Cocktail chatter just got a little more interesting. Women who drink in moderation are more likely to keep the pounds at bay than their teetotaler counterparts, finds a study published March 8 in the Archives of Internal Medicine.
Because many alcoholic drinks are high in calories, drinking more might seem like a surefire way to gain weight. But researchers led by Lu Wang of Brigham and Women’s Hospital in Boston found the opposite — at least among healthy, middle-aged women working in health care professions.
The study examined the habits of 19,220 American women over age 38. All of the women began the study at a normal weight, but after almost 13 years about 41 percent of the women were overweight or obese. Women who reported drinking no alcohol — 38 percent of the entire sample — gained the most weight. A statistical analysis showed that women who did not drink could expect to gain 3.45 to 3.80 kg during the 13-year study. In contrast, women who drank moderately — about one to two glasses of wine a day — could expect to gain between 2.13 and 2.99 kg.
The trend held true up through moderate drinking levels, but researchers didn’t have enough heavy drinkers in their sample group to analyze. Only 3 percent of their sample group reported drinking two to three drinks per day or more.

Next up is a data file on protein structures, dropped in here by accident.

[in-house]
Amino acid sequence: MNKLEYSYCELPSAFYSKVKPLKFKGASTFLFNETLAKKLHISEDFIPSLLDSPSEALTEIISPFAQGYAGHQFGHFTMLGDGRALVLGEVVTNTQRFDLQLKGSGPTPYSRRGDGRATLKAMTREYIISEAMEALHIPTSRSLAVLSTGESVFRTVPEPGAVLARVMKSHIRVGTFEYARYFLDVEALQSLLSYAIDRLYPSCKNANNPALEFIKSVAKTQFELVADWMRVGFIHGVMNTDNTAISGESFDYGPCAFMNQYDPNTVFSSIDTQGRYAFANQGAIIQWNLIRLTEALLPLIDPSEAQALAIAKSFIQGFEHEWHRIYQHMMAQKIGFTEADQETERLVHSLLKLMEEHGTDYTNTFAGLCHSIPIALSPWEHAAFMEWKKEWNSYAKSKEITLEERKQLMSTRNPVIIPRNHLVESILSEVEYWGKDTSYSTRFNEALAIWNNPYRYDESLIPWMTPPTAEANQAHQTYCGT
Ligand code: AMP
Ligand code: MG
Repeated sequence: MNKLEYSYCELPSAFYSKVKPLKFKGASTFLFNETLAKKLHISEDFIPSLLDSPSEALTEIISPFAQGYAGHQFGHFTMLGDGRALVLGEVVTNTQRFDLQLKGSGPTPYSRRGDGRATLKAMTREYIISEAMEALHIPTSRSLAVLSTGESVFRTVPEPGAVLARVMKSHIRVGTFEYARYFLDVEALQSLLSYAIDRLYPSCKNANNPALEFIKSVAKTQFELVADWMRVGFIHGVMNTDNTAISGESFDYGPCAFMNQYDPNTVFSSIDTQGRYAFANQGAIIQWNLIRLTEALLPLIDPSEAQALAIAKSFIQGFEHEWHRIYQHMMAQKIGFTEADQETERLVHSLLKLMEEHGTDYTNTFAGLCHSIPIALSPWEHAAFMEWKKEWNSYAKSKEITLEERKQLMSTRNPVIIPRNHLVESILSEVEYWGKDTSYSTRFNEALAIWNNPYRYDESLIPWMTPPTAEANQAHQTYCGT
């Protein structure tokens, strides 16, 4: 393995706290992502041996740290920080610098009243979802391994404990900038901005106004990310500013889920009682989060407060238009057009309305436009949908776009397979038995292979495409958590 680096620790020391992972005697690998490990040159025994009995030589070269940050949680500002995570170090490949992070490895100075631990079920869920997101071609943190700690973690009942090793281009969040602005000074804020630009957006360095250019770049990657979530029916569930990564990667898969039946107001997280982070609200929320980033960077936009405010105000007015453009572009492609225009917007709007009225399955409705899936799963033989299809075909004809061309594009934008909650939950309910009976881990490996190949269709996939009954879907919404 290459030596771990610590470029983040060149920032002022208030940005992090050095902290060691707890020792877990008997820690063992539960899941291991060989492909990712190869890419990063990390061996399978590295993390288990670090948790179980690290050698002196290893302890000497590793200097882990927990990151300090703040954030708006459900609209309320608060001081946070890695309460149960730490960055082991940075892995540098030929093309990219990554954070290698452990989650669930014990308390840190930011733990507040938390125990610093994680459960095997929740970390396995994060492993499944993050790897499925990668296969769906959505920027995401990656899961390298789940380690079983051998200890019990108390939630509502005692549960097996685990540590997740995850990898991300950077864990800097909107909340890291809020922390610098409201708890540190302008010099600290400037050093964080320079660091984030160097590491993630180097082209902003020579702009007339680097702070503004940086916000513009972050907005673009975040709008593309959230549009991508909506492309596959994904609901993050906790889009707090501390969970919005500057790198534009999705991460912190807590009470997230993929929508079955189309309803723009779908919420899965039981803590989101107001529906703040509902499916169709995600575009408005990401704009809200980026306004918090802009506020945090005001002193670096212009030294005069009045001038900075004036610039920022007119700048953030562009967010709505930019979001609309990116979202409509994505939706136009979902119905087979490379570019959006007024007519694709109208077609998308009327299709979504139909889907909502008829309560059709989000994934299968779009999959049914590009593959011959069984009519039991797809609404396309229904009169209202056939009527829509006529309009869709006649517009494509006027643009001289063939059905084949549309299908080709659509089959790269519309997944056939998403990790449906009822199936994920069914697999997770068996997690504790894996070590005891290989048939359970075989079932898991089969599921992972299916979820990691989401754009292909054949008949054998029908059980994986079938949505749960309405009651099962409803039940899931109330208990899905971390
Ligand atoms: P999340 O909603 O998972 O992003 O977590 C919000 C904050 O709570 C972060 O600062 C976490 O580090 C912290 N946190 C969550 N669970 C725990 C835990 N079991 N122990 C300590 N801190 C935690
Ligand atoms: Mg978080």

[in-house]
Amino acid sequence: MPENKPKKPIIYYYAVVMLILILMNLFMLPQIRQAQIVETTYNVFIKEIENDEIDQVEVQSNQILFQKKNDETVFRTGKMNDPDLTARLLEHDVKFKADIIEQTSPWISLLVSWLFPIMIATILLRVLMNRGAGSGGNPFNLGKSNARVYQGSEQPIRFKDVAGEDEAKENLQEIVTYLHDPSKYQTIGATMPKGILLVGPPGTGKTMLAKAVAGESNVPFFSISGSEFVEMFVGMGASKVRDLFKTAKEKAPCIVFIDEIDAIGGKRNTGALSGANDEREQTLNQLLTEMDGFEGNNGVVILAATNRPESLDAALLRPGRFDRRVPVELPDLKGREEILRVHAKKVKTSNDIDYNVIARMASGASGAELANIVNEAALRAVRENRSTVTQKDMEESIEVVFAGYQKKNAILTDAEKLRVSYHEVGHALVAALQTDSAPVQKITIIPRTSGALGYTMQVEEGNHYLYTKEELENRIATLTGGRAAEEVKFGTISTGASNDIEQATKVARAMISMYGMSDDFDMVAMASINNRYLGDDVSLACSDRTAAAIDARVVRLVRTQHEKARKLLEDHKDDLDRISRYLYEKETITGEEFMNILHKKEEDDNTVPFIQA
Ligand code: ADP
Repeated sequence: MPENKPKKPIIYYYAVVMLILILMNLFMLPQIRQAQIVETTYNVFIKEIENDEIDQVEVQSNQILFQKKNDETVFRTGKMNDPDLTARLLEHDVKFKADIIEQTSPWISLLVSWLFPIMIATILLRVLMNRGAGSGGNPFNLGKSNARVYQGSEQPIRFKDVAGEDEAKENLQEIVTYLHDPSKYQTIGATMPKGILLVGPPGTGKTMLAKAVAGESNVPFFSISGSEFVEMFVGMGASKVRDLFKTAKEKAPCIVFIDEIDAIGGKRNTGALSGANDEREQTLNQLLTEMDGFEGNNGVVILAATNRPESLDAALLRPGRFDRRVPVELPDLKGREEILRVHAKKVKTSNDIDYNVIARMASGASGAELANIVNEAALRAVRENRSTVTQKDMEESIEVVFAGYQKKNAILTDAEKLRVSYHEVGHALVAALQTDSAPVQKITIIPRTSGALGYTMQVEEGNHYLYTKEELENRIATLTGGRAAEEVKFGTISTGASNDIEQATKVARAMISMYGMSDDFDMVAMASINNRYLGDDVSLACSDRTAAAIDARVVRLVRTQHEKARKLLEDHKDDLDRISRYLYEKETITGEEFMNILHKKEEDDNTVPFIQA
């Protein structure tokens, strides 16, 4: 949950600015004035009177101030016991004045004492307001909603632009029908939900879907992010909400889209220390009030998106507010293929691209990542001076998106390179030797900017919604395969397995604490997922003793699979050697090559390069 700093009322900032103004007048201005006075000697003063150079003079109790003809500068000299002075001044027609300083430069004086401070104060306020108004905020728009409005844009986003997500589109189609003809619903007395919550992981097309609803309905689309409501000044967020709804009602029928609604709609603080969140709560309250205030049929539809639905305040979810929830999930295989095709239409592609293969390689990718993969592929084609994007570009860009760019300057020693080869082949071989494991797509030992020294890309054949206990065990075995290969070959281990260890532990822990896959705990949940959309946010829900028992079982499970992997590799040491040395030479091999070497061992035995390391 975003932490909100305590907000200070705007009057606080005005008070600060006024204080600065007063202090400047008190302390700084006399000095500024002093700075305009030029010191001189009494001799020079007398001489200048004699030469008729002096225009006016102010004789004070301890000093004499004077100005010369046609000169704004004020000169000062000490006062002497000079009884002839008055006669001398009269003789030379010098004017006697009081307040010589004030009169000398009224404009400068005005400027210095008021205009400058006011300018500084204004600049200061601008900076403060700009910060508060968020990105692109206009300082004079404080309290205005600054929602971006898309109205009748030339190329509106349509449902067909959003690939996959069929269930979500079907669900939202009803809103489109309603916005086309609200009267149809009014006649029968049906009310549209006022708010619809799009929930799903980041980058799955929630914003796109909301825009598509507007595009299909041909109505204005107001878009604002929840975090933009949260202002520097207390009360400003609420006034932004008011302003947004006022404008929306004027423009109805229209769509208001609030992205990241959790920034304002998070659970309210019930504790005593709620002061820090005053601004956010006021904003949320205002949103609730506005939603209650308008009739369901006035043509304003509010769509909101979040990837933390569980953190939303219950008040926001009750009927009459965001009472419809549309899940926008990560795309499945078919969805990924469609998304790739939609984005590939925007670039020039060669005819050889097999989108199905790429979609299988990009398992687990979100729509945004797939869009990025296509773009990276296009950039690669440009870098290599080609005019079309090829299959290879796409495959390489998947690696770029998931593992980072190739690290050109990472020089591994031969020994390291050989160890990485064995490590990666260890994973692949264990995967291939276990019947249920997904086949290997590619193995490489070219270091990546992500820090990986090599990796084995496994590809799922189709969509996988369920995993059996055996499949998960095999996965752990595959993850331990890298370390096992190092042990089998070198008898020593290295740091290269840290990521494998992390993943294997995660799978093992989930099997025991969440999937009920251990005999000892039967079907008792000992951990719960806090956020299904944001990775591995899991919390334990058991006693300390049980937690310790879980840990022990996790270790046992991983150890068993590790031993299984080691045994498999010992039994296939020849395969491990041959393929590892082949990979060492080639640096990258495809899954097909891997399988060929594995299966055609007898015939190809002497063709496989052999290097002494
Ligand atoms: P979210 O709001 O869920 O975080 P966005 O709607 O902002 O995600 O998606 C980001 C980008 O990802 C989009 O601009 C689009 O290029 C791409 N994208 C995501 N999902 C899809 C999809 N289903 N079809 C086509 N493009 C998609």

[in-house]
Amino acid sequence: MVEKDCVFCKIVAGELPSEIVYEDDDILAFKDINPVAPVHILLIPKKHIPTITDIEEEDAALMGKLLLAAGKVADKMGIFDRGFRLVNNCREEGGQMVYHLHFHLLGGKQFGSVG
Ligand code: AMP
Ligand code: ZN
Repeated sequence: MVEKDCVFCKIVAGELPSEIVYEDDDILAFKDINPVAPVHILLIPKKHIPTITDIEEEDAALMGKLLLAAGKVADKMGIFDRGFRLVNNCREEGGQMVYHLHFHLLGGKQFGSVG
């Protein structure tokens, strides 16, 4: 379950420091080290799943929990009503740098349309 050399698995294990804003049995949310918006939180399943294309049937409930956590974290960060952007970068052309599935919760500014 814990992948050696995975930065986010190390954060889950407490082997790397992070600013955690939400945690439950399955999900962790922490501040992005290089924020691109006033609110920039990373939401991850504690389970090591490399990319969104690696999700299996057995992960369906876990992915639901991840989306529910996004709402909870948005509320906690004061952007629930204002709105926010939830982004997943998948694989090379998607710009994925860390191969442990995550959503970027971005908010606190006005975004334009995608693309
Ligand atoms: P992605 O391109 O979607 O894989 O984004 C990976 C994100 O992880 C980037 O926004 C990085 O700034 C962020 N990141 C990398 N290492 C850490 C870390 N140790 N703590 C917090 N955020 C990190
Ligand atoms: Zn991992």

The type of alcohol didn’t much matter, Wang says. Red wine, white wine, beer and liquor all showed the same trend.
Wang and her colleagues can’t explain the results, but the team has found that women who drink moderately actually consume fewer total calories on average than those who don’t drink, offsetting their alcohol intake through lower consumption of other foods. Women of normal weight also tend to burn more calories after drinking alcohol than the alcohol itself provides. There is also some evidence that alcohol may affect metabolic processes, leading to differences in weight gain.
Thomas Greenfield, director of the Alcohol Research Group in Emeryville, Calif., says the new study is “thoroughly presented,” but he would have liked a more detailed assessment of alcohol consumption. At the beginning of the study, women reported how much alcohol they had consumed in the past year, with nine choices ranging from “never or less than once per month” to “6+ per day.” Participants often underestimate the amount of alcohol they consume, he says. What’s more, alcohol’s effects might be different for someone who has a glass of wine every night compared to someone who has seven drinks every Saturday night. “It is an imperfect measure,” he says, “but the results are nonetheless plausible in my view.”
Wang cautions that because the study was conducted on healthy, normal-weight women, the results don’t apply to women who are already overweight or obese. “Our results suggest that healthy women can keep their drinking habits,” she says. “It’s different from when you’re already obese and looking for ways to lose weight.” Nor do the results suggest that heavy drinking might be beneficial. “Keep the amount moderate, don’t forget to eat healthily and exercise,” she says.